Tasting our own medicine

Roz & Sarah’s experience of doing scholarly communication, rather than enabling it

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It was a wintery day in late 2017, when into my inbox drops another email… so far, so uninspiring – this happens as a fairly(!) regular occurrence. It was a call for papers for a Special Issue “Open Access and the Library” of Publications with a topic of interest highlighted as “New staff roles, skills and training”. Now, new staff roles related to open access is something that we at Kent know a little about, so with a brief spurt of enthusiasm I sent this to Roz with an accompanying suggestion that we might consider doing something about it. As it is now published (you can read it here), we thought we’d share some of our reflections on the experience.

Writing the article we set out to write

This sounds straightforward, write about new staff roles supporting open access. Easy, right? Except, while this is clearly what was asked for, and something we both know, one way or another, quite a lot about, we kept straying off topic – we went into research support (which is much more exciting), innovations in supporting scholarly communication (VERY much more exciting) and new forms of open scholarship (I’m running the risk of hyperbole). We both found staying on topic difficult as we were both keen to write about areas that excited us more.

Formatting

I’m just going to leave this as a heading by itself. And applaud Roz.

Peer Review

We knew theoretically about peer review, and we had some wonderful reviewers whose feedback helped turn the article into a much more coherent output, but nothing prepared us for how we felt when our work was not instantly accepted as the best thing ever to be written, even though we were well aware that this wasn’t the case.

Timing

We had planned and blocked out time for writing but hadn’t quite appreciated that we would have no control over the timing of subsequent requests from reviewers and editors. So we had to squeeze in hasty “can you do this and I’ll do that” email conversations with each other. We were given a tight deadline for reworking the article and with other commitments, it seemed unlikely that we would get the changes done. We considered not making them, not resubmitting the article and letting it die quietly then – but decided on a slightly less dramatic action. We contacted the publisher and asking to extend the deadline (which they did, by return email, by longer than we asked for and were generally very helpful). Similarly when the article was published Roz hadn’t thought about the fact that this might happen when she was busy with other things and hadn’t got time or brain space to dedicate to sharing.

Assumptions

One of the best feedback points from the external reviewers was in questioning the assumptions we had made about the base level of understanding of our readers – terms that we use daily had to be explained, the context of open access in the UK elaborated. Looking back this seems obvious – what were the external factors that influenced the need for change?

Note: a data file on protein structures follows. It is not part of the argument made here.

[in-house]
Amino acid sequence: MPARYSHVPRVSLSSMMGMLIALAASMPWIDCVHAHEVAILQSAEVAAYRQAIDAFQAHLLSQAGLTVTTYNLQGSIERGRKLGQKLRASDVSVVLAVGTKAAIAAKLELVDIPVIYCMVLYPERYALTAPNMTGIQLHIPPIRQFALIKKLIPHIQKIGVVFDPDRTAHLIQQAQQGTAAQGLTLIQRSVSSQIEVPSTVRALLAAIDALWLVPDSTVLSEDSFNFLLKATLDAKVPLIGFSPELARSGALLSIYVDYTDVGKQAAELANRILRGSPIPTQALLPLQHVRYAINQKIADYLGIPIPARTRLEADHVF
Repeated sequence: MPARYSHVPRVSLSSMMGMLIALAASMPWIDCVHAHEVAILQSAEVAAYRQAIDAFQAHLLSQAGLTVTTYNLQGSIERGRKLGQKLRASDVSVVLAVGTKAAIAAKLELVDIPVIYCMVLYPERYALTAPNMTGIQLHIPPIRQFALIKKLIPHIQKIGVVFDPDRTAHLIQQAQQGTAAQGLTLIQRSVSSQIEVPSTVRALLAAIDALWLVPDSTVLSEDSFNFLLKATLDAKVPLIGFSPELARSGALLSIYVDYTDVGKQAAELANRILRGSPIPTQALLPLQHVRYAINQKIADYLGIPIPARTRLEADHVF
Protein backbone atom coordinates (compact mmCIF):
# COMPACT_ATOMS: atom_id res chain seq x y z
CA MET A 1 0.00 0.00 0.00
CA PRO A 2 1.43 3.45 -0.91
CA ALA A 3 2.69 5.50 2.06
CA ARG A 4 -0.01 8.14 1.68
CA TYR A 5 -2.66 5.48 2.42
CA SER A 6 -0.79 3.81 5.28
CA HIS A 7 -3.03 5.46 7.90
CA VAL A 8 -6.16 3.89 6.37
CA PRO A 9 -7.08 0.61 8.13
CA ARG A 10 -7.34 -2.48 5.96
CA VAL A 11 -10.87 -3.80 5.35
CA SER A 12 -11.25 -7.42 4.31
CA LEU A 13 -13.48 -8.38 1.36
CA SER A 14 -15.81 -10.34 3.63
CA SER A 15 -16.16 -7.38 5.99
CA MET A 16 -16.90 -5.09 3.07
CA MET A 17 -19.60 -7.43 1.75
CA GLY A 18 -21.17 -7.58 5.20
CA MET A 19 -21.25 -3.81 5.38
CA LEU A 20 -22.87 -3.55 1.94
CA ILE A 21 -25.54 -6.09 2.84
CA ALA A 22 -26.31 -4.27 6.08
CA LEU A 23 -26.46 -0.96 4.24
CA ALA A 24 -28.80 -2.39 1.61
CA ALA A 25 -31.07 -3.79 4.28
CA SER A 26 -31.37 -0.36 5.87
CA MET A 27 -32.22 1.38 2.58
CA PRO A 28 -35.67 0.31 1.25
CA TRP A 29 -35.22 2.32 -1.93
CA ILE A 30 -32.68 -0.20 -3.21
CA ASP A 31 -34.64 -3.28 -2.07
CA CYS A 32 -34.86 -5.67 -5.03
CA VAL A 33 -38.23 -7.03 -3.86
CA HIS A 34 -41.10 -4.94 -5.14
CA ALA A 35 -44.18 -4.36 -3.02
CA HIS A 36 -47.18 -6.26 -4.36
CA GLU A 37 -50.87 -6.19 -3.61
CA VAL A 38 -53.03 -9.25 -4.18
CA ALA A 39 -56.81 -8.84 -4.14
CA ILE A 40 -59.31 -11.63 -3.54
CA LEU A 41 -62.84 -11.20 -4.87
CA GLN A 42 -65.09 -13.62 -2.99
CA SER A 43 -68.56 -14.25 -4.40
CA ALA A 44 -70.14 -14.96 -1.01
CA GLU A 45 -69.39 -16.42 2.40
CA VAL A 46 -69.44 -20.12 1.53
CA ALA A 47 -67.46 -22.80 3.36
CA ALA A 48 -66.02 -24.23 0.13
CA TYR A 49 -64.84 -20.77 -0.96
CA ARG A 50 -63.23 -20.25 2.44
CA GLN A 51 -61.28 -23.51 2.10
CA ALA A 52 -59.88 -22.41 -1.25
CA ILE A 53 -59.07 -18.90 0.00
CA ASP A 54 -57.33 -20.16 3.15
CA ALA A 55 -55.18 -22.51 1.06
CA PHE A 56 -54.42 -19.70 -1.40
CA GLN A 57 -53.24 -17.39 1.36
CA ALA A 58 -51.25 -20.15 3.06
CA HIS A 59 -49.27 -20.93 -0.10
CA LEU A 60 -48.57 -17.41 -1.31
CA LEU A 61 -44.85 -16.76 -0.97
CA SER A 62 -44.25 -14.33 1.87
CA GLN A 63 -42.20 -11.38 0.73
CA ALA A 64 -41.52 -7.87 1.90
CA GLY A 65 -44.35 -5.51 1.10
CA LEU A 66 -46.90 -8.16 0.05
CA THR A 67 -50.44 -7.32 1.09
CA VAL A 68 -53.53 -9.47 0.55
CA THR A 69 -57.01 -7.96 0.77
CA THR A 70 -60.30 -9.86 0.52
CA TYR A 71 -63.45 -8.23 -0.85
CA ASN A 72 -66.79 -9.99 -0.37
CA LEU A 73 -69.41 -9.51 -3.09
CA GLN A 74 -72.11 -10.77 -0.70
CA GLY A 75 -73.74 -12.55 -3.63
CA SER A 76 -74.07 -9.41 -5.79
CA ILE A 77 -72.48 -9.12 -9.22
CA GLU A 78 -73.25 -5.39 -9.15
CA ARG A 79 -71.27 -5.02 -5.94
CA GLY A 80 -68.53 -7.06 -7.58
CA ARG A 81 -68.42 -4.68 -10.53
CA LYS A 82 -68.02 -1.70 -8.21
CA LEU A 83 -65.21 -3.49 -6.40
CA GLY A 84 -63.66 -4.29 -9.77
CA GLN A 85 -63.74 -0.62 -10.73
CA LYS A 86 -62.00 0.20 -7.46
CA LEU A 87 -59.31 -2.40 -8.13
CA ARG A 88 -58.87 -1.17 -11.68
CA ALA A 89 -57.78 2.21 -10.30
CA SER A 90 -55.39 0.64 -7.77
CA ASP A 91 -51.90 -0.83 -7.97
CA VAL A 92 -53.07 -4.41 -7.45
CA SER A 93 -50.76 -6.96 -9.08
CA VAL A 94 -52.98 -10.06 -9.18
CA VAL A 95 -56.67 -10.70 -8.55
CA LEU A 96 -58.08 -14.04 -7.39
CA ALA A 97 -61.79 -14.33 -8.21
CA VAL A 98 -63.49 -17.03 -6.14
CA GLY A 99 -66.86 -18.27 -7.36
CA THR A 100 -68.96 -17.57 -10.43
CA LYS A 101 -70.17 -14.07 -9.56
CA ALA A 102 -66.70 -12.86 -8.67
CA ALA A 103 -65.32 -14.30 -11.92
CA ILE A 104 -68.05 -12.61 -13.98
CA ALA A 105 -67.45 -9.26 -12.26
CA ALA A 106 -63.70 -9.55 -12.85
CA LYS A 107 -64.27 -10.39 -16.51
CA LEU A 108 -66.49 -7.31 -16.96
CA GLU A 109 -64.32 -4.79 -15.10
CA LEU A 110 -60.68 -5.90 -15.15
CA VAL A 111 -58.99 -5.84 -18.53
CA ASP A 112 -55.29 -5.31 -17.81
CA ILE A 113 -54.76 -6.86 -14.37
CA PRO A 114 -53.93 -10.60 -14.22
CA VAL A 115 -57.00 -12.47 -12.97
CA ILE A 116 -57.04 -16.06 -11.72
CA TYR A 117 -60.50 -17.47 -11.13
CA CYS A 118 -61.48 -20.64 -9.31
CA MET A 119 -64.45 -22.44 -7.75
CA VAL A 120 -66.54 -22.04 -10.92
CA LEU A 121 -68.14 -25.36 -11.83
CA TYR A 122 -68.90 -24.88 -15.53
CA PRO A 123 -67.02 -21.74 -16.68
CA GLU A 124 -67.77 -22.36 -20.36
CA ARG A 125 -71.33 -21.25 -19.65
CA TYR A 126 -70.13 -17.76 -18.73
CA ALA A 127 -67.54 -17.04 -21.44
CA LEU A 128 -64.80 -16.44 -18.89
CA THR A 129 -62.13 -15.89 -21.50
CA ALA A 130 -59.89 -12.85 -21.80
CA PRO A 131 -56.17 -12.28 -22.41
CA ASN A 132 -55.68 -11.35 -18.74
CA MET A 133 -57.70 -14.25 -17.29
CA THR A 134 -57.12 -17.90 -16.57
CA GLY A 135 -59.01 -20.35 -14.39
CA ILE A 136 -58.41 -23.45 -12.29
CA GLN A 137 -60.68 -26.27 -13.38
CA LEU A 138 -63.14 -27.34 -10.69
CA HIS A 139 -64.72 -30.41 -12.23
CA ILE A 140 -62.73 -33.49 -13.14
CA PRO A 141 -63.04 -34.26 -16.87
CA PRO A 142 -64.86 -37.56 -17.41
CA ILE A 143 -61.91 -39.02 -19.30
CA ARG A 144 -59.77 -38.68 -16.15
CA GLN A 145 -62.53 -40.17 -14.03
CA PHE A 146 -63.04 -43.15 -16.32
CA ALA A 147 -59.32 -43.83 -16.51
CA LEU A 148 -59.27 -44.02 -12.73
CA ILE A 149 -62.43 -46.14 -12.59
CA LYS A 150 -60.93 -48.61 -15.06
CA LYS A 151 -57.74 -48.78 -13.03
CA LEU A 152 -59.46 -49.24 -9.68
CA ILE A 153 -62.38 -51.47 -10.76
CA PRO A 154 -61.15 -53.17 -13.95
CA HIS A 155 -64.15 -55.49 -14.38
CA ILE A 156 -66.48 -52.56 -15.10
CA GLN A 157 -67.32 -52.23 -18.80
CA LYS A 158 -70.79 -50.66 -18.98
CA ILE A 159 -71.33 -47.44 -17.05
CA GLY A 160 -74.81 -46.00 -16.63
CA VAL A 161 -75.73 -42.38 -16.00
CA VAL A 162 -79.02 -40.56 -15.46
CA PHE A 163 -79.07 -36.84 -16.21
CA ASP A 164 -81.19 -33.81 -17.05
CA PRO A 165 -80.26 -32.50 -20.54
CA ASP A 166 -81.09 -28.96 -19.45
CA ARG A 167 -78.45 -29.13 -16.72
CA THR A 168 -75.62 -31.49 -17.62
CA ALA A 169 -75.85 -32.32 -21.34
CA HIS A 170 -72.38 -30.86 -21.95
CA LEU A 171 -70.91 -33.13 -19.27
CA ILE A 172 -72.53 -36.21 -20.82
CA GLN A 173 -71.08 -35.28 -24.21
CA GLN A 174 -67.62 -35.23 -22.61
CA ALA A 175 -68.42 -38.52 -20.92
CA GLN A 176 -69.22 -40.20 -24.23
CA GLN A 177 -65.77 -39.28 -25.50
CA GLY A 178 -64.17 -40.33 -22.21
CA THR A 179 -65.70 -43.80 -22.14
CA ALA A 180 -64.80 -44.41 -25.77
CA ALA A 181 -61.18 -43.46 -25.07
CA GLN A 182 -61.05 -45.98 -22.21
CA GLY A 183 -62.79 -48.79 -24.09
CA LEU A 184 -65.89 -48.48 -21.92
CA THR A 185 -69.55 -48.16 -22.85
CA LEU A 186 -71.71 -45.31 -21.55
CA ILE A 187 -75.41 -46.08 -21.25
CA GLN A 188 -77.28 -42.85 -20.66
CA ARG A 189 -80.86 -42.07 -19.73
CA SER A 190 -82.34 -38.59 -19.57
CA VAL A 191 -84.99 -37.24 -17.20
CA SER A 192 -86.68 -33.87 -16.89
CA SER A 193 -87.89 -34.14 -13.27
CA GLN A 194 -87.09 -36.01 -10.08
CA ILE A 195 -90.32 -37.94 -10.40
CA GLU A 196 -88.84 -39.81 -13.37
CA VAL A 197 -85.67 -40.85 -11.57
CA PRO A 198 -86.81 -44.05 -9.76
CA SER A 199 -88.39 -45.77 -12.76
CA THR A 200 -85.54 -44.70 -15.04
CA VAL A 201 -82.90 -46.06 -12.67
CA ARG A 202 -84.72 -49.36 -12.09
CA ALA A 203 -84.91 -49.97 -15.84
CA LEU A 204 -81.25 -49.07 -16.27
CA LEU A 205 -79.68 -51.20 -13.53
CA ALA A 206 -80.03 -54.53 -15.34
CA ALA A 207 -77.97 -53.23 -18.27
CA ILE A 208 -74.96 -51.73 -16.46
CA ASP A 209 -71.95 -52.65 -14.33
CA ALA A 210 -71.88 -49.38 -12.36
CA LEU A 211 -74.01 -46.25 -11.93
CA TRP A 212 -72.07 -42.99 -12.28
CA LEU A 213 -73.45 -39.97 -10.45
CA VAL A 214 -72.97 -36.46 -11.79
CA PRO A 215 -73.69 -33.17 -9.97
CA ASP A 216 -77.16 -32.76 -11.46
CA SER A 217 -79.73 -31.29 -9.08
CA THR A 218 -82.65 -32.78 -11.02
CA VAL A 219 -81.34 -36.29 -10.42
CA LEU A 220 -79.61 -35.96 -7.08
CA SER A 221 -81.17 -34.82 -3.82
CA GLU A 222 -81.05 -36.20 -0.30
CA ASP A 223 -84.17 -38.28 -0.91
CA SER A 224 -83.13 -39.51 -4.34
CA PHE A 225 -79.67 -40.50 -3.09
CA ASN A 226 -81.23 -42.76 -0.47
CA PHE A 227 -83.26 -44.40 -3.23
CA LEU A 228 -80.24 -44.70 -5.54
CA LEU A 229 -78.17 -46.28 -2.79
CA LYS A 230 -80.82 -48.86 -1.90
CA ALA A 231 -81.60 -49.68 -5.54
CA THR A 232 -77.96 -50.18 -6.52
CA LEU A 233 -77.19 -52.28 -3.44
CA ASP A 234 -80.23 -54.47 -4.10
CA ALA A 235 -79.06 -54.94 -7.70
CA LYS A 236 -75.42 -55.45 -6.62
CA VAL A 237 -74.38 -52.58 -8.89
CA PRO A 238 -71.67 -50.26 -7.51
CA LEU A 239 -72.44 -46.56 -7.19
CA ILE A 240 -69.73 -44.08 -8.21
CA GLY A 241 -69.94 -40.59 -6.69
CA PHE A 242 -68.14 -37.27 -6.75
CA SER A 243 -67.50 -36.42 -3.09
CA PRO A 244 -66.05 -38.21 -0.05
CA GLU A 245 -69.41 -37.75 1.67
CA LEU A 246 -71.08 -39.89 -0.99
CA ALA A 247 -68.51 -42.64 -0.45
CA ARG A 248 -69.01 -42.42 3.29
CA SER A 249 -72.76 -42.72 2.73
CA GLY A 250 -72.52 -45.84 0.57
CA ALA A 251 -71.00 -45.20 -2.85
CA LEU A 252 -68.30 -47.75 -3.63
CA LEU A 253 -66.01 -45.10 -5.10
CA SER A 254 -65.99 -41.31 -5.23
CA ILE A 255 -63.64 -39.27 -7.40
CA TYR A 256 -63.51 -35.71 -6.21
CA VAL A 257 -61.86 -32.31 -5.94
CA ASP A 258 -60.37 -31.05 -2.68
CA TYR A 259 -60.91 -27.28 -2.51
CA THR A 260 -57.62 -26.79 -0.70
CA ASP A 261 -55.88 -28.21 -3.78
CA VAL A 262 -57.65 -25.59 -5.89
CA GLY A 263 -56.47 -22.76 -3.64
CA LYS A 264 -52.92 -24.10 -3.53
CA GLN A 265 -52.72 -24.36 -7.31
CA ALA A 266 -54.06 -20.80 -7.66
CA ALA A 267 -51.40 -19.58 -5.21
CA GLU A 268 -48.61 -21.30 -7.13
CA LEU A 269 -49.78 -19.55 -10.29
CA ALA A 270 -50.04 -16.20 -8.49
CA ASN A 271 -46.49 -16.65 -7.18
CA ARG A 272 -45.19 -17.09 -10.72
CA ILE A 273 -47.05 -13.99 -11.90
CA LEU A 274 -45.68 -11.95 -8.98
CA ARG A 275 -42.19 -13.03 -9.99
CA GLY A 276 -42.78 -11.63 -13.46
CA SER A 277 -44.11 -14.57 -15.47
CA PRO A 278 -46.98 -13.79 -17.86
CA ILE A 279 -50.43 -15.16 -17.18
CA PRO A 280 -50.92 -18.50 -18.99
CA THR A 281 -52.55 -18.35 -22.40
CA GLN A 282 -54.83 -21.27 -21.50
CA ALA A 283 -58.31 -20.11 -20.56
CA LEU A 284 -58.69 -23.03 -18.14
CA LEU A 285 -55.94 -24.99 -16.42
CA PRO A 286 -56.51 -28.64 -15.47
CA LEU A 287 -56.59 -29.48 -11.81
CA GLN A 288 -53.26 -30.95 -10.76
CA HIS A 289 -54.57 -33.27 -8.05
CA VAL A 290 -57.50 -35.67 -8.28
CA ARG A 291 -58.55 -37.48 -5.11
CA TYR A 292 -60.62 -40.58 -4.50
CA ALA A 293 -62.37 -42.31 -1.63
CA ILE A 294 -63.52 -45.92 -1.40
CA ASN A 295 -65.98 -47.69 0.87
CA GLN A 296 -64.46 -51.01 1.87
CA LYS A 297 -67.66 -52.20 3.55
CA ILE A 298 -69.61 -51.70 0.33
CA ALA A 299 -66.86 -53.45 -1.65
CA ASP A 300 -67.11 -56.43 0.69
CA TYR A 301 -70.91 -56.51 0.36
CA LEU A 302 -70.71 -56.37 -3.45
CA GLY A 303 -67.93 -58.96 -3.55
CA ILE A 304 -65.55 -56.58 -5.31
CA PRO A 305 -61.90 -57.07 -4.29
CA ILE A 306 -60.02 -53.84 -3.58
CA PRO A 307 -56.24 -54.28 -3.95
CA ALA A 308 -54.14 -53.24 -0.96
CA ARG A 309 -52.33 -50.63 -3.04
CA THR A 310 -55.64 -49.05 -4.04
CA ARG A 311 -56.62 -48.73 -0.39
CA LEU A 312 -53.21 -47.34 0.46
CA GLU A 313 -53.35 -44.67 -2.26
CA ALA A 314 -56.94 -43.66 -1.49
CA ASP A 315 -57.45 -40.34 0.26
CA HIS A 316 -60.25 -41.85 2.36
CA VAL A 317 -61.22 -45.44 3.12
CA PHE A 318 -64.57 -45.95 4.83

Final… doesn’t quite mean final.

We did it! We submitted our final version and it was accepted – we did a happy dance. Then we had a couple of clarification questions… no problem! New final version! Happy dance Mark II! Then we had to confirm the response to our clarification questions.. no problem… new final version… somewhat subdued happy dance Mark III while we waited to find out what happened next. What happened next was that it was published (phew!).

KAR

Head of the Office for Scholarly Communication, Faculty Liaison Librarian (Sciences & Research)… we love KAR. We use it a lot, and are very supportive of it and are among its biggest advocates (Except perhaps for Sue Duffy, who deserves an honourable mention here as the backbone of KAR support for a Very Long Time), so we deposited the Author Accepted Manuscript within 3 months (days!) of acceptance, then updated it when it was published – which definitely gave me a clearer understanding of why REF assisted deposit is so appreciated and how something I regarded in my previous role (KLS research support) as a fairly straightforward and easy request from researchers is so appreciated by people who have just been dealing with all the Final Versions of papers.

KUDOS & Sharing

Then came the time to share – we had published fully open access, so the paper was ready and available – but the assigned DOI wasn’t yet resolving…Dilemma! What to do? To share now (while we’re still enthusiastic) or to hang on and share through KUDOS? Safe to say I got over excited and shared first (there is a justification… we were interested in how the link click/stats changed, I can be geeky like that). And Roz had “this all feels a bit like showing off and I was brought up not to” feeling to reconcile with the desire to do things properly and make sure people knew about the article, as we would advise Kent academics to do. We then added it to KUDOS, which was truly fantastic and easy to work through – until it got to the section on why the research was important. This was a key challenge for me – it seems arrogant to say that other people might find this helpful and although we do our best, we’re not perfect… you can see how I resolved it here.

Ending thoughts

We’re very pleased with the article, and are glad that it is published – but the journey that we have been though in preparing it has perhaps been a much more useful insight than we ever imagined that it would be. I don’t think we realised quite what we were letting ourselves in for when we started out and so we are very grateful for everyone that cheered us on our way.

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